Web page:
One of the longest running, largest non-violent movements in the US is the one to close the School of the Americas/WHINSEC, a U.S. Army school that trains Latin American soldiers. Five members of DJPC attended the annual demonstration and vigil at Ft. Benning, GA on November 20-22, the twentieth anniversary of the SOA-led assassination of 6 Jesuit priests, their housekeeper and her daughter at the University of Central America in San Salvador.
Jane Covode, Kathryn Rodriguez, Tommy Timm, Sarah Sloane and Denise Peine joined thousands gathered at the Columbus, GA Convention Center Saturday morning to hear introductory speakers, musicians and staffers of SOA Watch, the organization dedicated to closing the school. Three of us were there for the first time and we were all impressed with the numbers and enthusiasm of the participants, which ranged from college students to long time activists to members of various religious traditions. We joined in proclaiming our goal– to close the SOA/WHINSEC and to resist the oppressive policies that it represents; to stand in solidarity with our Latin American sisters and brothers and all those around the world whose lives are impacted by these policies; and to act in a tradition of nonviolence.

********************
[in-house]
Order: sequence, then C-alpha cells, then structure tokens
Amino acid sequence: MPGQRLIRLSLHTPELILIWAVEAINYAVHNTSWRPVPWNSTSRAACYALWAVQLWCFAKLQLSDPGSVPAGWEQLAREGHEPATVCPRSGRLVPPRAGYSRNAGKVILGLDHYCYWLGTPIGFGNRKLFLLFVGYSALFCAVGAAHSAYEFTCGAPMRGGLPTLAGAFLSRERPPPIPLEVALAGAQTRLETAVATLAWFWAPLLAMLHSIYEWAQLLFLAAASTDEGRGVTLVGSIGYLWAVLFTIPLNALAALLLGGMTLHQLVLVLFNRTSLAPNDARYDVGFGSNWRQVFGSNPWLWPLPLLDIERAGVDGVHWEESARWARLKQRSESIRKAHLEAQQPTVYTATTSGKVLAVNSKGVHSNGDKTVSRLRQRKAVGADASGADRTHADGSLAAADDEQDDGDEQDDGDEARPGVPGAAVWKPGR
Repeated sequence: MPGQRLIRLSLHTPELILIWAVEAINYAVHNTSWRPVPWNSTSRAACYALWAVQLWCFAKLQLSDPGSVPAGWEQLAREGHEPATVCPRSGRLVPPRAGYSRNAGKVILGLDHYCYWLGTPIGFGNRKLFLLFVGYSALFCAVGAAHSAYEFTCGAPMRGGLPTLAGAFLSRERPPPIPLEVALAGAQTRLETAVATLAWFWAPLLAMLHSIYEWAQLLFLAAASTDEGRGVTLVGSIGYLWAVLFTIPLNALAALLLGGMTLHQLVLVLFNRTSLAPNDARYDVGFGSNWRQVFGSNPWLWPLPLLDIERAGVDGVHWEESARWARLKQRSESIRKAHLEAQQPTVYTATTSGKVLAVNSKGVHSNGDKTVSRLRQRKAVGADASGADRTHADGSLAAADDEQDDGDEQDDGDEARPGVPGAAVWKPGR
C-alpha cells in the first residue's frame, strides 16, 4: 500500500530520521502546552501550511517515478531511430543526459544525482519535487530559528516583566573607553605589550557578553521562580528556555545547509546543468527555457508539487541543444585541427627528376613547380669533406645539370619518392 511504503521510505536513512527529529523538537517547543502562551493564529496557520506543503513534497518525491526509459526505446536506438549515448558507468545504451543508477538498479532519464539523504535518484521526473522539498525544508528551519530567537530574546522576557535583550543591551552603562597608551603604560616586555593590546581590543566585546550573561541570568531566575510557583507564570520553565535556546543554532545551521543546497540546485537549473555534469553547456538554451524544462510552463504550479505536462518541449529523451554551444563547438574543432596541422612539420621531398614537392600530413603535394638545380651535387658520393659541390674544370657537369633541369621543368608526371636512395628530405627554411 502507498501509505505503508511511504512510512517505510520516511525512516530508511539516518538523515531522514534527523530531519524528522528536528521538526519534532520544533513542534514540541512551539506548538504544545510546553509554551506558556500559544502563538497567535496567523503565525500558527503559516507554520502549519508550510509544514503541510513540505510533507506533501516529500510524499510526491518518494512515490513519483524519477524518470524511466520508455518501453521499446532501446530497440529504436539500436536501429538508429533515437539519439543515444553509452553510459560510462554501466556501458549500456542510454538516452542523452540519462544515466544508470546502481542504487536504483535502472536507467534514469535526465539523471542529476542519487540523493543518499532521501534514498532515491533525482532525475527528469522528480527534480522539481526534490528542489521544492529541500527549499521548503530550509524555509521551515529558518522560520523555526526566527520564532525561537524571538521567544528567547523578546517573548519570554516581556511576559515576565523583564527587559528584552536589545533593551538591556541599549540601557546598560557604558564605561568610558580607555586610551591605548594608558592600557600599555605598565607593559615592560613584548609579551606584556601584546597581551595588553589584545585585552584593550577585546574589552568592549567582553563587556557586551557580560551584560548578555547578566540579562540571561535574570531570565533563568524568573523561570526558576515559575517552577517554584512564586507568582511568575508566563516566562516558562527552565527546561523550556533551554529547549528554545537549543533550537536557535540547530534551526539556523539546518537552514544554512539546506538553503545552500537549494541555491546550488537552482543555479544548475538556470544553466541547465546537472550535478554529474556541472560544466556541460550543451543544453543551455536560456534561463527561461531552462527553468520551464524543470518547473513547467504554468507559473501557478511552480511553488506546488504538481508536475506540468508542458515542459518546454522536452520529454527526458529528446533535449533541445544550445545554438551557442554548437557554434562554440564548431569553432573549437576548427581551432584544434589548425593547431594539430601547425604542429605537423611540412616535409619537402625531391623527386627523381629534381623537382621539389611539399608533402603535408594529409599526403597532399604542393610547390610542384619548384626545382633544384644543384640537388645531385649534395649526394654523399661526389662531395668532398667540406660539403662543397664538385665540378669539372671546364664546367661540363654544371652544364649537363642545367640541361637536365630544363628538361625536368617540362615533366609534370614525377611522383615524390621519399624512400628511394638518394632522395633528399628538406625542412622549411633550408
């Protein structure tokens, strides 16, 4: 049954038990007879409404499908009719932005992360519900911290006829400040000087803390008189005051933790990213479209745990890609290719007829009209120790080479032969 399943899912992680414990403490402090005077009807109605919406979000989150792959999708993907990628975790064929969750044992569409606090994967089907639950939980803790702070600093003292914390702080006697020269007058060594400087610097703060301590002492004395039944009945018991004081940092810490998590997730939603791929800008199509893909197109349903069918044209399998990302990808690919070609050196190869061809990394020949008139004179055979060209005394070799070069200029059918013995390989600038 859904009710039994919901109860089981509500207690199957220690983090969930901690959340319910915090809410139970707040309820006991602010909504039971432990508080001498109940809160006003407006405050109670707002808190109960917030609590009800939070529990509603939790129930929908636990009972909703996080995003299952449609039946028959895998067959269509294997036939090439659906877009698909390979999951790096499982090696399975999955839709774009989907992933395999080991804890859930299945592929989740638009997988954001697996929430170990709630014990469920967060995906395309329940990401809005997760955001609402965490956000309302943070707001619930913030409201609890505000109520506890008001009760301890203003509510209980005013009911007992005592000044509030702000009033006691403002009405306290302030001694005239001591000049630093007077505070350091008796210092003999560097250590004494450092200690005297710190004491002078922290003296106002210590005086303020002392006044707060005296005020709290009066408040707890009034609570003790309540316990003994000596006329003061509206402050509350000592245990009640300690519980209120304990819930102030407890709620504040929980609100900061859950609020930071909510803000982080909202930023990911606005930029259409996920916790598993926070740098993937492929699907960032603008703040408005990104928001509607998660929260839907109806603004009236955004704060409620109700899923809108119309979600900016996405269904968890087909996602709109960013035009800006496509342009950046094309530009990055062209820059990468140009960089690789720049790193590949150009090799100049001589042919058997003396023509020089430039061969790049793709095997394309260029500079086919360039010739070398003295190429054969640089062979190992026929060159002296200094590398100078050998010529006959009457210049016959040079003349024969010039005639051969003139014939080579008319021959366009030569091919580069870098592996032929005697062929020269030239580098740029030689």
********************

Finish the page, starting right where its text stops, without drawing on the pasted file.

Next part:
Saturday afternoon we went to the gates of Ft. Benning where we heard various speakers reminding us of the immediacy and importance of our mission to close SOA. Bertha Oliva from Honduras spoke about the repression, injustice, disappearances and deaths that have taken place in her country since the June SOA graduate-led military coup. In Colombia, U.S. military intervention intensifies as an agreement allowing U.S. access to seven new Colombian military bases was just signed by both countries, endangering the security and autonomy of neighboring countries.
Sunday morning was chilly and damp, reflecting the solemnity of the funeral procession. During this event, several people on stage chanted thousands of names of the victims of SOA/WHINSEC violence. The crowd responded with “presente”–meaning he/she (the victim) is here with us- and lifted crosses with names of the victims. The marchers slowly passed the razor wire fence surrounding the Fort’s gate, where people left crosses and other memorabilia. Four demonstrators were arrested for “crossing the line” into the Fort.
Six giant “puppetistas” joined the march. This informal group of creative people crafted huge, realistic figures replicating the 6 Jesuit priests martyred in San Salvador. A mock “assassination” was held and then people with signs–love, hope, solidarity, equality, power, justice– arose to carry on the work of the Jesuits and other SOA victims.
The weekend was a powerful event for those involved with the continuing “lucha” for peace, human rights, and economic justice in Latin America. To learn more about SOA Watch, a grassroots organization that works year round to achieve these goals, see http://www.soaw.org.